The modern Exploration and Production branch of the Oil and Gas industry makes extensive use of software applications in the quest to find, develop and produce hydrocarbons and other energy sources. A wide variety of seismic, well and cultural data are brought into these applications where they are studied, manipulated and exported to other applications, shared with other users, and interpreted to form the basis for major operational and investment decisions.
A casual survey of the market shows upwards of five hundred different software applications are available for use in the E&P business. It has been estimated that a typical project will involve 90-100 transactions where data are moved or manipulated. The users of these applications require them to be interoperable, exchanging data as needed and without introducing errors.
Such data sets, which we will call geoscience datasets, are referenced to the real world by the use of geospatial data. Typically, the geospatial data are in the form of coordinates, together with essential geospatial metadata, which defines the coordinate reference system being used. If all the geospatial data are complete, consistent, correct and verifiable, and remain so during any data manipulations, then geospatial integrity has been maintained. If geospatial integrity and quality are compromised, the validity of any contingent decisions made with the geoscience datasets may be compromised.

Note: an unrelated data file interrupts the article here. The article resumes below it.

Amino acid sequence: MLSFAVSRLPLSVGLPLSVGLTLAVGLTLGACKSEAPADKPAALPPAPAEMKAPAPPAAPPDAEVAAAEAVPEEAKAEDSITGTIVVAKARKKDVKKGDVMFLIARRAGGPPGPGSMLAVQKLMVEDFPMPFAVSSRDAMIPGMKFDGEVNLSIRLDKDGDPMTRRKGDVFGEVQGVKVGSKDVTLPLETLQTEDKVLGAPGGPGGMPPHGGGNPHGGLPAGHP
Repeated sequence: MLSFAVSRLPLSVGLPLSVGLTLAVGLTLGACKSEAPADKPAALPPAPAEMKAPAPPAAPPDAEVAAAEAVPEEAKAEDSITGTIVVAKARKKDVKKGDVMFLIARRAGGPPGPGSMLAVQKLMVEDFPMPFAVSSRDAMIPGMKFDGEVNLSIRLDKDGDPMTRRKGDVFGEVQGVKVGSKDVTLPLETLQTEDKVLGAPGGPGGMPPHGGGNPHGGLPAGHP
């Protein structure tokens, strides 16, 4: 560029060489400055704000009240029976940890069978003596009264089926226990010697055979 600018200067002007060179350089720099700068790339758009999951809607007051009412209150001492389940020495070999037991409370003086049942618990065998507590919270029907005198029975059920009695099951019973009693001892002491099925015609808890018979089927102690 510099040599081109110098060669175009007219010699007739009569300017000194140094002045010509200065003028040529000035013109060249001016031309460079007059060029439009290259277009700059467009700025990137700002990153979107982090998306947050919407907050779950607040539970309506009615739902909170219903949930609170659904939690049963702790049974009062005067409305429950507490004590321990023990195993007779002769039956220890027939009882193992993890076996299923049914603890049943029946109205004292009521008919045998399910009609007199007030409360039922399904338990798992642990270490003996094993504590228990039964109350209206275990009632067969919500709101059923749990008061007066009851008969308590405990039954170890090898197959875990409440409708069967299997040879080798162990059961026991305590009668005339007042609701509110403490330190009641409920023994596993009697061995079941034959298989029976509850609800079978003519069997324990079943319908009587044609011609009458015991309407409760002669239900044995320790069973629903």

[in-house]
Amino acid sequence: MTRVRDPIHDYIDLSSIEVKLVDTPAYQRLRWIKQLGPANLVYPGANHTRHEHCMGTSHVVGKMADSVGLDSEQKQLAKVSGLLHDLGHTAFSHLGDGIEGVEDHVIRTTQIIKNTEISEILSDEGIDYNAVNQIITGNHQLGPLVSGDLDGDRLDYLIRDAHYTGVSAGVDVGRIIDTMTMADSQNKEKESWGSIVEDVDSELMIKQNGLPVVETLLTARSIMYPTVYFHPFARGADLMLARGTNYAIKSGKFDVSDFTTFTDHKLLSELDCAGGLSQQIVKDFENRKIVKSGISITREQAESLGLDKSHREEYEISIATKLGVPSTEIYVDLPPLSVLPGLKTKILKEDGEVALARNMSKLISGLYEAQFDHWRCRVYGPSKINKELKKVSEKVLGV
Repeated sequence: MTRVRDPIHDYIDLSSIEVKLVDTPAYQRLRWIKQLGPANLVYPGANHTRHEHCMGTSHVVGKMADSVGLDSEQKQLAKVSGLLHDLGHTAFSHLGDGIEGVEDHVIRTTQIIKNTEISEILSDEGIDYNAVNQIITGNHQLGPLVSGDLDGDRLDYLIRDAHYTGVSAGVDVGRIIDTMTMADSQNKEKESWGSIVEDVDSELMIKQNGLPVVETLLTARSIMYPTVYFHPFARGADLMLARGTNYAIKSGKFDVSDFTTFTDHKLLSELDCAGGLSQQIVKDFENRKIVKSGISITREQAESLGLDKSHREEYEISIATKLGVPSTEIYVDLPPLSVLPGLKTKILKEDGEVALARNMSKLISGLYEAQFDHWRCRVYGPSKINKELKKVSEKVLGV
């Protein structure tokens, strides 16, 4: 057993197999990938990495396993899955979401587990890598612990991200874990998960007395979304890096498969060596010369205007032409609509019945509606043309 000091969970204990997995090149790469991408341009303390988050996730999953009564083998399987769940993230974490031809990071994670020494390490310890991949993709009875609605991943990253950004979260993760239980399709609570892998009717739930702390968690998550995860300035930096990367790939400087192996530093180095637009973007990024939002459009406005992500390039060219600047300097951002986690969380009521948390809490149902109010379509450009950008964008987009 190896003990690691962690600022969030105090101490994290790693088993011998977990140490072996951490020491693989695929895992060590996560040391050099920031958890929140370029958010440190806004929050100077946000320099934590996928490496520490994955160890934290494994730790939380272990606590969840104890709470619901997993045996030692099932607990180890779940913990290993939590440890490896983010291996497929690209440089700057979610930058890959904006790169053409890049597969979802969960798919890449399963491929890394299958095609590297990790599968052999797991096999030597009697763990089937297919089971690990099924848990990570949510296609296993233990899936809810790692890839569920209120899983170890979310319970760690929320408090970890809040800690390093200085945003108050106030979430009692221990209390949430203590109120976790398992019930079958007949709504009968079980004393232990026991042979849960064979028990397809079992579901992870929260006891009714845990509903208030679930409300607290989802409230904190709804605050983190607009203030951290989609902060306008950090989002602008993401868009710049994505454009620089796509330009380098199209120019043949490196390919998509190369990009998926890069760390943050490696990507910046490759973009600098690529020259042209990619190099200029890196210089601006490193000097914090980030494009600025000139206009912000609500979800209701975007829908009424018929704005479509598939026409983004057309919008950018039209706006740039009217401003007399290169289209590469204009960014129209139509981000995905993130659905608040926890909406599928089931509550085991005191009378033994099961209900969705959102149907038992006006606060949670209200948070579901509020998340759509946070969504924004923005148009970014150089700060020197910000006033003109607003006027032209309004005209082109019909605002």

In the petroleum industry, there are numerous documented and anecdotal cases where geospatial integrity of geoscience datasets has failed. Sometimes this can be attributed to a lack of understanding or knowledge of the person who deals with the data, but in other cases it can be traced to deficiencies or failings in the available geoscience software application tools.
The purpose of these Guidelines is to reduce, and eliminate where possible, common failures of geospatial integrity in geoscience software applications. Implementing the Requirements given herein will facilitate:
In 2008, as a testament to Blue Marble's industry leading geomatics data technology, Blue Marble's coordinate conversion software was selected by a Joint Industry Project formed from the Americas Petroleum Survey Group, and funded by members of the International Oil and Gas Producers Organization (OGP). This Joint Industry Project soon became known as the Geospatial Integrity of Geosciences Software (GIGS) Committee, and used Blue Marble coordinate transformation technology as the benchmark tool for which all other major GIS software packages that perform coordinate transformation were compared. This consortium consists of members from the following organizations:
Blue Marble is the only solution with a direct software connection to the online version of the OGP's EPSG database, and the company is the exclusive reseller of the Indicio server if organizations want to host an internal version of that exact database structure. Blue Marble also works with a variety of industry organizations. Our Chief Technology Officer is the Chairman of both the Coordinate Reference and President is the Co-Chair of the Data Quality Working Groups of the Open Geospatial Consortium. The company is current on relative geospatial ISO requirements, and the INSPIRE GML specifications, recently adopted by the European Union.